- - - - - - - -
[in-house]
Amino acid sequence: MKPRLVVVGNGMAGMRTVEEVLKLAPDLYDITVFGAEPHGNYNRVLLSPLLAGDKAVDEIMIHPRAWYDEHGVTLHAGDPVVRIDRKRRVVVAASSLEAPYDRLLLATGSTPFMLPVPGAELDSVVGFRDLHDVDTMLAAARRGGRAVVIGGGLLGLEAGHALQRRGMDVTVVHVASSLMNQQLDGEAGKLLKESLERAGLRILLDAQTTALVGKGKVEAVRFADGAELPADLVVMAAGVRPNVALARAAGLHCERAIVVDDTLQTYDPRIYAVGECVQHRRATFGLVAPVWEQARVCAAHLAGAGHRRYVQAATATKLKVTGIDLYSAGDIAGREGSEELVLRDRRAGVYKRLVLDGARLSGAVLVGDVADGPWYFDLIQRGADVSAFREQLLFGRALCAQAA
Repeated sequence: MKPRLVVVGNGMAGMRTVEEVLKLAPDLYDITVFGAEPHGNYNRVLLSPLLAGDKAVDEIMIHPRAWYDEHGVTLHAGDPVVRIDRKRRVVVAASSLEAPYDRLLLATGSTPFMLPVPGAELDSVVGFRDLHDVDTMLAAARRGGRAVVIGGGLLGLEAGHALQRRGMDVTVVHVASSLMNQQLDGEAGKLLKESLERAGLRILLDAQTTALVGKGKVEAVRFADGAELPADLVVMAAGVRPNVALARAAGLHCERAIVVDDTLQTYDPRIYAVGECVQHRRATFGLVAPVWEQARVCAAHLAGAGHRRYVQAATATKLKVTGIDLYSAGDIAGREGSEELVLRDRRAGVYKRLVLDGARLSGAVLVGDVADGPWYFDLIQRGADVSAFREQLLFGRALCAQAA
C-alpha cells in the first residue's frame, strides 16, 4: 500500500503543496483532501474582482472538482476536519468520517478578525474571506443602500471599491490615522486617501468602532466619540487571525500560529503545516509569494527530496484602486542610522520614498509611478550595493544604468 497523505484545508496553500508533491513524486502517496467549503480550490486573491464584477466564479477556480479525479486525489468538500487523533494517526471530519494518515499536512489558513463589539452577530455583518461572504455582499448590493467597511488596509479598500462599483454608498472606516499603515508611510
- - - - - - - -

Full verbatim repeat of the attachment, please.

[in-house]
Amino acid sequence: MKPRLVVVGNGMAGMRTVEEVLKLAPDLYDITVFGAEPHGNYNRVLLSPLLAGDKAVDEIMIHPRAWYDEHGVTLHAGDPVVRIDRKRRVVVAASSLEAPYDRLLLATGSTPFMLPVPGAELDSVVGFRDLHDVDTMLAAARRGGRAVVIGGGLLGLEAGHALQRRGMDVTVVHVASSLMNQQLDGEAGKLLKESLERAGLRILLDAQTTALVGKGKVEAVRFADGAELPADLVVMAAGVRPNVALARAAGLHCERAIVVDDTLQTYDPRIYAVGECVQHRRATFGLVAPVWEQARVCAAHLAGAGHRRYVQAATATKLKVTGIDLYSAGDIAGREGSEELVLRDRRAGVYKRLVLDGARLSGAVLVGDVADGPWYFDLIQRGADVSAFREQLLFGRALCAQAA
Repeated sequence: MKPRLVVVGNGMAGMRTVEEVLKLAPDLYDITVFGAEPHGNYNRVLLSPLLAGDKAVDEIMIHPRAWYDEHGVTLHAGDPVVRIDRKRRVVVAASSLEAPYDRLLLATGSTPFMLPVPGAELDSVVGFRDLHDVDTMLAAARRGGRAVVIGGGLLGLEAGHALQRRGMDVTVVHVASSLMNQQLDGEAGKLLKESLERAGLRILLDAQTTALVGKGKVEAVRFADGAELPADLVVMAAGVRPNVALARAAGLHCERAIVVDDTLQTYDPRIYAVGECVQHRRATFGLVAPVWEQARVCAAHLAGAGHRRYVQAATATKLKVTGIDLYSAGDIAGREGSEELVLRDRRAGVYKRLVLDGARLSGAVLVGDVADGPWYFDLIQRGADVSAFREQLLFGRALCAQAA
C-alpha cells in the first residue's frame, strides 16, 4: 500500500503543496483532501474582482472538482476536519468520517478578525474571506443602500471599491490615522486617501468602532466619540487571525500560529503545516509569494527530496484602486542610522520614498509611478550595493544604468 497523505484545508496553500508533491513524486502517496467549503480550490486573491464584477466564479477556480479525479486525489468538500487523533494517526471530519494518515499536512489558513463589539452577530455583518461572504455582499448590493467597511488596509479598500462599483454608498472606516499603515508611510